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Lola Greeno honoured at National Indigenous Arts Awards
Lola Greeno has been honoured with the prestigious Red Ochre Award, for outstanding lifetime achievement at the 12th National Indigenous Art Awards presented this evening by the Australia Council for the Arts at the Sydney Opera House.
ADC CEO and Artistic Director Lisa Cahill said, "Many congratulations to our dear friend and colleague Lola Greeno on this well deserved recognition. It has been an incredible honour to work with Lola and we are delighted to have played our part in bringing her work to the attention of audiences across Australia and internationally".
This marks the beginning of National Reconciliation Week in which we honour all First Nations Australians particularly the exceptional artists that we present in contemporary craft and design.
The National Indigenous Arts Awards recognise and celebrate the outstanding work and achievements of Aboriginal and Torres Strait Islander artists. Presented on the evening along with the Red Ochre Award, was the Dreaming Award for recognition of young people and the Aboriginal and Torres Strait Islander Arts Fellowship to support an artist to create a major work. We congratulate all the winners of the 2019 Awards.
Lola Greeno is a highly respected Tasmanian Indigenous shell worker, sculptor, installation and fibre artist. She is originally from Cape Barren Island but now lives in Launceston, Tasmania. With more than 30 years of traditional shell necklace making; the knowledge and customs that were passed down from mother to daughter; Lola is one of a small number of women shell stringers who have been responsible for ensuring the craft is passed on from their Elders and continued to the present day.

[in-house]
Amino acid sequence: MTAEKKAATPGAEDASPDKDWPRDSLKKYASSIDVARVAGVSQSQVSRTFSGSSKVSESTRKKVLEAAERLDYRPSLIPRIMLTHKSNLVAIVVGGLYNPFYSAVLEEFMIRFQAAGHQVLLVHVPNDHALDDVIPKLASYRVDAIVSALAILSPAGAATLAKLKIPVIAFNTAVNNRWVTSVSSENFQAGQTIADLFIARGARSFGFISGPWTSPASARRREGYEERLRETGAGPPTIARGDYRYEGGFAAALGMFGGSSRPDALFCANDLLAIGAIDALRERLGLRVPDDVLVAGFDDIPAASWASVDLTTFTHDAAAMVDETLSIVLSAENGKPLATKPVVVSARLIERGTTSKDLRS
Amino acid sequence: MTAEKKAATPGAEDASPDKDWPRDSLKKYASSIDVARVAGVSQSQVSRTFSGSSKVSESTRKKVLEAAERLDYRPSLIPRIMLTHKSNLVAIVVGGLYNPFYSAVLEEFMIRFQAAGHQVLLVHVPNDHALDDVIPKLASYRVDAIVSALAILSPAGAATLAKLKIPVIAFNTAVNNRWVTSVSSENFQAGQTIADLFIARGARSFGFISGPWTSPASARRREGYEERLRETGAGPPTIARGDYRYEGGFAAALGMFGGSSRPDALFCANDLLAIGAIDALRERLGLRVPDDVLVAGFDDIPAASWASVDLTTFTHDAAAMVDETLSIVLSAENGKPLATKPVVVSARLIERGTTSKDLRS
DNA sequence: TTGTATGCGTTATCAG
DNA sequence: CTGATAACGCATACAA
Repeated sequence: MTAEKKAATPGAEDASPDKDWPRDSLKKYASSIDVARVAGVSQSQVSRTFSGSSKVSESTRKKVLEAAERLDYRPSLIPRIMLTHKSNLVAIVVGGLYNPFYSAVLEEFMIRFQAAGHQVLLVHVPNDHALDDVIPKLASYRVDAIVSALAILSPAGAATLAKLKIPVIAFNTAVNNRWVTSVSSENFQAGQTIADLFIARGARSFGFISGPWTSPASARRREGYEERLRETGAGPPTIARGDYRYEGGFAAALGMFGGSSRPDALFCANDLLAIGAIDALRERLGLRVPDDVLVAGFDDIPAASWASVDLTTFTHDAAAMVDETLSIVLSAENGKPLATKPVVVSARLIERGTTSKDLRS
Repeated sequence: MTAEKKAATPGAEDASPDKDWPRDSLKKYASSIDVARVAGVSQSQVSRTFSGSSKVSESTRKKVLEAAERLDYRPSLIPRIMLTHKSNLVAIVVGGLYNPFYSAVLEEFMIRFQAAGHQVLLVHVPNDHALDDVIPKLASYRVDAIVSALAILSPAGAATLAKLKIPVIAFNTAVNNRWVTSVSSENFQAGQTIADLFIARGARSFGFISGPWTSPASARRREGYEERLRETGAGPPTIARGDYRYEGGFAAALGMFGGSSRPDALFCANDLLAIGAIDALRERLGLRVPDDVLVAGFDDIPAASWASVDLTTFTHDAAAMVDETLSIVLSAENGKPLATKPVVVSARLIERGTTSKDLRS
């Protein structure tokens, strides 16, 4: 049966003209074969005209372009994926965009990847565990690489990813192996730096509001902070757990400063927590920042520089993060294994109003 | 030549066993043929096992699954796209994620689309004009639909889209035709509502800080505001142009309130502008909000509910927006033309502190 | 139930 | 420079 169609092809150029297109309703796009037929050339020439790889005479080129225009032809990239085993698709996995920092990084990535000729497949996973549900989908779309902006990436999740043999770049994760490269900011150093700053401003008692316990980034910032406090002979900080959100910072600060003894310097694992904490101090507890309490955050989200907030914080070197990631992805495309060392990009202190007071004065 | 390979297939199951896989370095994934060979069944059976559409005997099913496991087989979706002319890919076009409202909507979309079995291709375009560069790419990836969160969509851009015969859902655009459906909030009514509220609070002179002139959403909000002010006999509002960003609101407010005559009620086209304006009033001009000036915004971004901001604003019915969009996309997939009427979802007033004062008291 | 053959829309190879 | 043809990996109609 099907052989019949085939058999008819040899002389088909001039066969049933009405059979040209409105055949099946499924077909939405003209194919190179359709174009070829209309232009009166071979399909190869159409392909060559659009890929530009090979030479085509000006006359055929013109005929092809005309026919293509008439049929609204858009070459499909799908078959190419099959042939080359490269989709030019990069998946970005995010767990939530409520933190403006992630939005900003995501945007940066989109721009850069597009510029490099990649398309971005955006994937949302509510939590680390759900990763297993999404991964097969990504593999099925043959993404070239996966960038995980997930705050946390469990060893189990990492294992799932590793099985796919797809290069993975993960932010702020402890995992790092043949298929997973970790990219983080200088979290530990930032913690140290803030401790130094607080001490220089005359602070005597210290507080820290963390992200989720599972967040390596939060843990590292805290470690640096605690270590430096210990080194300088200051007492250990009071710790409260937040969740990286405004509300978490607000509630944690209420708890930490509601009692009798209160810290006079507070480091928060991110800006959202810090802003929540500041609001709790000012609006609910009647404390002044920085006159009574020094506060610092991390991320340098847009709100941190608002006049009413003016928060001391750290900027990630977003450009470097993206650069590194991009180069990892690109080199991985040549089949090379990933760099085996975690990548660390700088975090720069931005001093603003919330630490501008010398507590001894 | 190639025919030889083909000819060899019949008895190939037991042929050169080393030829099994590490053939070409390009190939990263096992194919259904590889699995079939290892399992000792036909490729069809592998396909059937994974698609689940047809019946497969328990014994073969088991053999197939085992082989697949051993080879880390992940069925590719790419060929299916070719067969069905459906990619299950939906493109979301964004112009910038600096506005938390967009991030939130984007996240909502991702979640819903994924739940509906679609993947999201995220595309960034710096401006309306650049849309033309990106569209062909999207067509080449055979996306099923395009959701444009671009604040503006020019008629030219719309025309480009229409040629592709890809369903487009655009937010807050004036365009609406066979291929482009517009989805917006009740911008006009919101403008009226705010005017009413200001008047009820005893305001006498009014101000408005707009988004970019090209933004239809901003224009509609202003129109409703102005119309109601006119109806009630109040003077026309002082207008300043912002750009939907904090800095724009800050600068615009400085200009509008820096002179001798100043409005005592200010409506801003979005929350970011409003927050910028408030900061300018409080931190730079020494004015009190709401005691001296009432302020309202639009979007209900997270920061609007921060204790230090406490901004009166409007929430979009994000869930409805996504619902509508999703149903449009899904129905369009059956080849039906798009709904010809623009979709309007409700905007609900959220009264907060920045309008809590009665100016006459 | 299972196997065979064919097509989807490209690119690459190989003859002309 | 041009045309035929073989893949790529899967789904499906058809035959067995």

In 2015, the Tasmanian Department of Premier and Cabinet recognised Lola in the Tasmanian Honour Roll of Women for service to Aboriginal Affairs and the Arts. Her visually captivating creations play a pivotal role in maintaining Indigenous culture and storytelling tradition.
In 2014, Lola Greeno’s award-winning talent in shell-working was presented in Australian Design Centre exhibition Lola Greeno: Cultural Jewels, the eighth in the Living Treasures: Masters of Australian Craft series. The exhibition featured 50 highly visual and textural works, each uniquely championing the traditions and culture of the Indigenous women of Tasmania’s Cape Barren and Flinders Islands. The exhibition toured to 18 venues across Australia through ADC On Tour, supported by Visions Australia and the Gordon Darling Foundation, finishing in 2019.
The complete exhibition was acquired by the Queen Victoria Museum and Art Gallery in Launceston.
Lola's work was also part of an exhibition curated by Lisa Cahill and Steven Pozel for the 2nd International Triennale of Craft: The Arts - Grounded in Region at the 21st Century Museum of Contemporary Art in Kanazawa, Japan in 2013.
Lola Greeno’s work is held in the public collections of the Museum of Arts and Applied Sciences, National Gallery of Australia, Queensland Art Gallery, Art Gallery of South Australia, National Gallery of Victoria and National Museum of Australia.
Watch: Lola Greeno: My Story
This video, produced to accompany the exhibition, captures for the first time Lola Greeno collecting the iconic and beautiful maireener shells from Flinders Island, as well as detailing her process of collecting and preparing shells for use in her exquisite cultural jewels.
Watch the film
Explore behind the scenes of the exhibition Lola Greeno: Cultural Jewels including interviews with Lola Greeno, ADC CEO Lisa Cahill and Richard Mulvaney, Director QVMAG.Back to News